5. Fold the square into thirds, as you would with a business letter. Roll out folded dough into another 50cm x 50cm square, and repeat this step twice, for a total of 3 folds and rolls.
6. When you’ve rolled it out for last time, fold the dough in thirds and cut it into two sections. Wrap each piece tightly in clingfilm and put in the fridge for 30 minutes.
7. To make the danishes, take out one section of dough and roll into a large rectangle of about 30cm x 45cm. Slice it in half lengthwise, and then in thirds crosswise, so you have 6 more-or-less square sections.
8. At this point, there are many different ways to fill/shape your danishes. (I used the photos and info here to try a whole bunch of different shapes.) Whichever shape you choose, you’re aiming for about 2-3 teaspoons of filling per danish, divided between the two types however you like. Some shapes can take more filling than others, so use your judgement.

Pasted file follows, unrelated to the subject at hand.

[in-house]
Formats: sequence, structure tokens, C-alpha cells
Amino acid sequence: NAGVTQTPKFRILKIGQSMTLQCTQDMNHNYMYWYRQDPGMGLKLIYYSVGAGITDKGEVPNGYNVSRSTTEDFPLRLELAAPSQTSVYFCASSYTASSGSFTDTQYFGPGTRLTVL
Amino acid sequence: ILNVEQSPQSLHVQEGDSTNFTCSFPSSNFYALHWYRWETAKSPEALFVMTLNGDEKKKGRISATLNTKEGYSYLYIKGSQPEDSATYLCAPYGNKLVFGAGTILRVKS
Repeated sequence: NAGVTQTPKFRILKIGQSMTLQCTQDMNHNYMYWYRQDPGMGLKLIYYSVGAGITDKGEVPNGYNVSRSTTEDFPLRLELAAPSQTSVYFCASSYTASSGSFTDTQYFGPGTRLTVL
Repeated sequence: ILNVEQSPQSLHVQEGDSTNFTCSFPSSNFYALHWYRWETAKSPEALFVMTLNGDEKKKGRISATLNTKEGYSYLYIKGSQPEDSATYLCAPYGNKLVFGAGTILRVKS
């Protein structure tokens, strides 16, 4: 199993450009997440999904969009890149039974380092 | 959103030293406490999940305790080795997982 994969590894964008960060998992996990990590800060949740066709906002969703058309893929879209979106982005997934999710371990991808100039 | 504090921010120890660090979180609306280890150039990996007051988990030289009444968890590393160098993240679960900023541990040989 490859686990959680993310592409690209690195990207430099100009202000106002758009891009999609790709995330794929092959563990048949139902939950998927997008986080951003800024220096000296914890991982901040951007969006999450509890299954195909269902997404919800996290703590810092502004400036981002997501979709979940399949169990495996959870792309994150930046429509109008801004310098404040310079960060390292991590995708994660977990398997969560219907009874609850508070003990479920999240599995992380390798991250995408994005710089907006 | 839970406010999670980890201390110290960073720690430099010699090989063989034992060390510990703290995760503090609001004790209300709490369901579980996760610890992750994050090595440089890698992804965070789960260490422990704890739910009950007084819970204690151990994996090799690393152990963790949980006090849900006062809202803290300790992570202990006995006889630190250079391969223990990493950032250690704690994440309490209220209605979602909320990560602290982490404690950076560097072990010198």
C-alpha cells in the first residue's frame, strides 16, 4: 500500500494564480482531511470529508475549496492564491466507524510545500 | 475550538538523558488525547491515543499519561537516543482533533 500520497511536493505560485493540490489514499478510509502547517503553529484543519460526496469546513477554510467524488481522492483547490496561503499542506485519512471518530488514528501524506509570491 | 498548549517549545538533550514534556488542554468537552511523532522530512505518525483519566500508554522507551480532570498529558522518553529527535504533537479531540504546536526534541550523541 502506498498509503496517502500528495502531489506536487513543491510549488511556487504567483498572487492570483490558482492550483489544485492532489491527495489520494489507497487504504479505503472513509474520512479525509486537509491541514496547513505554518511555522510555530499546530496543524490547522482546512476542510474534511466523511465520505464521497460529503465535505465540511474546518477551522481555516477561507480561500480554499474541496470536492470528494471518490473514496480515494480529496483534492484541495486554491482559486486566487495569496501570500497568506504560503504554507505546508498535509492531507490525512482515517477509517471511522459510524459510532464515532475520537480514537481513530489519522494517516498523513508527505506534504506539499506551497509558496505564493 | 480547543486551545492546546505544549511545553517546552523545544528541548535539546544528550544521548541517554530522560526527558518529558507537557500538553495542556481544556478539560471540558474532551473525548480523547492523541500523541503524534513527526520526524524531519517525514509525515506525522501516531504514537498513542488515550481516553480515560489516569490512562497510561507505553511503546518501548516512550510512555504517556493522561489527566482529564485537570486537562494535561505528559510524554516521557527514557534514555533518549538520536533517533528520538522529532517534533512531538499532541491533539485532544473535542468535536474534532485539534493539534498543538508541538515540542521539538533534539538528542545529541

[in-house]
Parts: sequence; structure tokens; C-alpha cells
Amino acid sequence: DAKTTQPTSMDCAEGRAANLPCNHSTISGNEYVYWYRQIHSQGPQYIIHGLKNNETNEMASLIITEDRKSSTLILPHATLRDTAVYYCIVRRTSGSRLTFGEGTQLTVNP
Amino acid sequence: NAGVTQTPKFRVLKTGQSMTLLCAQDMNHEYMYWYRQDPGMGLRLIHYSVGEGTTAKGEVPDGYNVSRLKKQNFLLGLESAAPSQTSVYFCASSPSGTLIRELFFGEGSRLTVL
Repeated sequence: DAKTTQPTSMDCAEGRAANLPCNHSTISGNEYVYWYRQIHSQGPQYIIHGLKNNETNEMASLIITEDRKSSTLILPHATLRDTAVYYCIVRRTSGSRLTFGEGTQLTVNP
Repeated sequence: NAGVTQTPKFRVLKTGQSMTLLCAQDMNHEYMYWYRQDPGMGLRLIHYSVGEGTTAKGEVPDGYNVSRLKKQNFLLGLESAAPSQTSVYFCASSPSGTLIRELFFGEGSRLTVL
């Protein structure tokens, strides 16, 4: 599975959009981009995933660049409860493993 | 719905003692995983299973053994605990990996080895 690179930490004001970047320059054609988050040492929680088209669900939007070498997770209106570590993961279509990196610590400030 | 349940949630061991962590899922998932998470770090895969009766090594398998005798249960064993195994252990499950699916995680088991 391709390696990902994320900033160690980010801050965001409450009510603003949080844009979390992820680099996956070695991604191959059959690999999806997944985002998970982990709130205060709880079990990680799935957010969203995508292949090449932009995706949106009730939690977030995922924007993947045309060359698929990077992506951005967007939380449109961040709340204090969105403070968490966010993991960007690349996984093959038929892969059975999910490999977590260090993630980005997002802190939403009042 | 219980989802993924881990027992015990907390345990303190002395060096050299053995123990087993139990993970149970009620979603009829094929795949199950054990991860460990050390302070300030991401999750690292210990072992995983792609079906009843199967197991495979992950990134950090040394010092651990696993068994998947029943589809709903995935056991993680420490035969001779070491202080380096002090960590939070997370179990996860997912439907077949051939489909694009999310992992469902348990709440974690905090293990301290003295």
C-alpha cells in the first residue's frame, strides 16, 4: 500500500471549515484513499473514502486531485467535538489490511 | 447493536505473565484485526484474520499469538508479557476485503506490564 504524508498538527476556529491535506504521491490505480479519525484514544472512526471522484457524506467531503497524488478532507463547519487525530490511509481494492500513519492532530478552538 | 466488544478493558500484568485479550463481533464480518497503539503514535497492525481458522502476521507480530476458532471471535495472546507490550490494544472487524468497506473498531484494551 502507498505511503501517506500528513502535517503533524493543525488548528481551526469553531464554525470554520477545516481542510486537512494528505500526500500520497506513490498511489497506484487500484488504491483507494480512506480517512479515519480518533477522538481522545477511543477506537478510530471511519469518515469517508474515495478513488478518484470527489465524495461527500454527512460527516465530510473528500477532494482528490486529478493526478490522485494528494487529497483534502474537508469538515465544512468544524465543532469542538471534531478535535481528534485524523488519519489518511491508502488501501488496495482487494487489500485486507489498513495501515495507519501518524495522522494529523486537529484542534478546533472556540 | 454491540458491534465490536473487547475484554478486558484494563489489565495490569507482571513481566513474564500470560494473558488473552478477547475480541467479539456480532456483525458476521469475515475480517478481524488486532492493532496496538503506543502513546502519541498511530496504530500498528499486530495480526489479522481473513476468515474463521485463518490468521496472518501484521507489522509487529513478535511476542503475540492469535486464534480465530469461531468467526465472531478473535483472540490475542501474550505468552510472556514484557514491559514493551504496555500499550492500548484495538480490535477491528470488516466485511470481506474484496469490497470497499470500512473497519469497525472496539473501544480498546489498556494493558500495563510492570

9. Arrange the danishes on a baking sheet and leave, loosely covered with clingfilm, to rise for about an hour and a half. They will double in size and be puffy. About 30 minutes before they’re ready to be baked, preheat your oven to 180°C/350°F, and prepare the egg glaze by whisking the egg and milk together.
10. Brush the danishes lightly with the egg glaze, and bake in oven for about 15 minutes, until puffy and golden brown. Remove to a wire rack to cool.
Note: You can now repeat with the other half of the dough (still in the fridge), or save it for another day. Dough can be refrigerated for a total of four days, and frozen for up to a month.